With the UK election looming ever-closer, all the main parties are making grand promises to the voting public and propagandising what they believe the country would look like with them in charge. But what does the election mean for motorists and what have the Conservatives, Labour Party and Liberal Democrats pledged to do for the benefit of road users?
The Conservative Party
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The Conservatives, who have been in coalition with the Liberal Democrats for the past five years, want to draw voters’ attention to their record on road building. The current government invested heavily in the road network following last year’s spate of bad weather, making millions available to local councils in an attempt to solve the nation’s ‘pothole crisis’.
There has also been a five year fuel duty freeze under the Conservatives, which among other factors, has helped reduce the price of petrol to a five year low. Chancellor George Osborne has stated the freeze of petrol and diesel duty will go ahead as planned from this month, but some reports have suggested that duty rises could return in September, in line with inflation.
The coalition has also introduced a number of initiatives with the aim of reducing red tape, namely the scrapping of the tax disc and the imminent abolition of the paper licence. If David Cameron was to be re-elected, it is highly likely he would introduce further cost-cutting measures.
The Labour Party
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Like the Conservatives, the Labour Party under the leadership of Ed Miliband, has identified the improvement of Britain’s road network as a key issue. Miliband has pledged to better organise funding in order for the ‘pothole problem’ to be addressed and has stated that councils will have clear plans in place for their local roads by 2020.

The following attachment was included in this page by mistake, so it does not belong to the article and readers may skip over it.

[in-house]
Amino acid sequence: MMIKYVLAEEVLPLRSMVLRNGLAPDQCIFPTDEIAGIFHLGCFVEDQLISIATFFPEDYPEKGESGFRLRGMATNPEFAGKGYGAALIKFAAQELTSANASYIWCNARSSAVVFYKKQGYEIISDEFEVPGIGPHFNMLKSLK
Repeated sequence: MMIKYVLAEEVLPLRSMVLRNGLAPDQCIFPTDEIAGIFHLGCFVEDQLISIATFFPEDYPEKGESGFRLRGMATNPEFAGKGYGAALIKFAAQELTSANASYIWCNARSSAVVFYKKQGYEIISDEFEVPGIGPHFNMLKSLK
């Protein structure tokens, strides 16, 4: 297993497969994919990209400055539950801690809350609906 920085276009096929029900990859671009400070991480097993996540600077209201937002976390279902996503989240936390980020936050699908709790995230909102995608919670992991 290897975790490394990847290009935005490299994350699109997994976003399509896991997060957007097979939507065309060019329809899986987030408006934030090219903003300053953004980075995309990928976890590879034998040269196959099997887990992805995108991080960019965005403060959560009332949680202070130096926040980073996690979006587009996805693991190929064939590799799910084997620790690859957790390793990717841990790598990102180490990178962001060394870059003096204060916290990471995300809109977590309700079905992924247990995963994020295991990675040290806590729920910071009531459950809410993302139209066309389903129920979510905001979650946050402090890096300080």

Labour has previously put forward plans for the insurance industry to offer cheaper travel-to-work-only insurance for young drivers, through the use of telematics schemes (known as Black Box Insurance), although it is unclear if this is still the party’s stance.
Following the recent decline in oil prices, Labour has further called for savings to be passed on to customers buying petrol at Britain’s forecourts. This would likely take the form of an inquiry into petrol pricing by the Competition and Markets Authority CMA).
The Liberal Democrats
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Nick Clegg has pledged to build on the coalition’s budget announcement that £200million is to be made available to help improve the nation’s road network. Clegg said the funding is ‘new money’, in addition to the £782million the Government is already committed to provide next year to councils for highways maintenance.
In terms of car insurance, the Liberal Democrats say they aim to ‘reduce premiums for everyone’. Clegg said his party would also target safety measures at groups that are most likely to have accidents, particularly young drivers.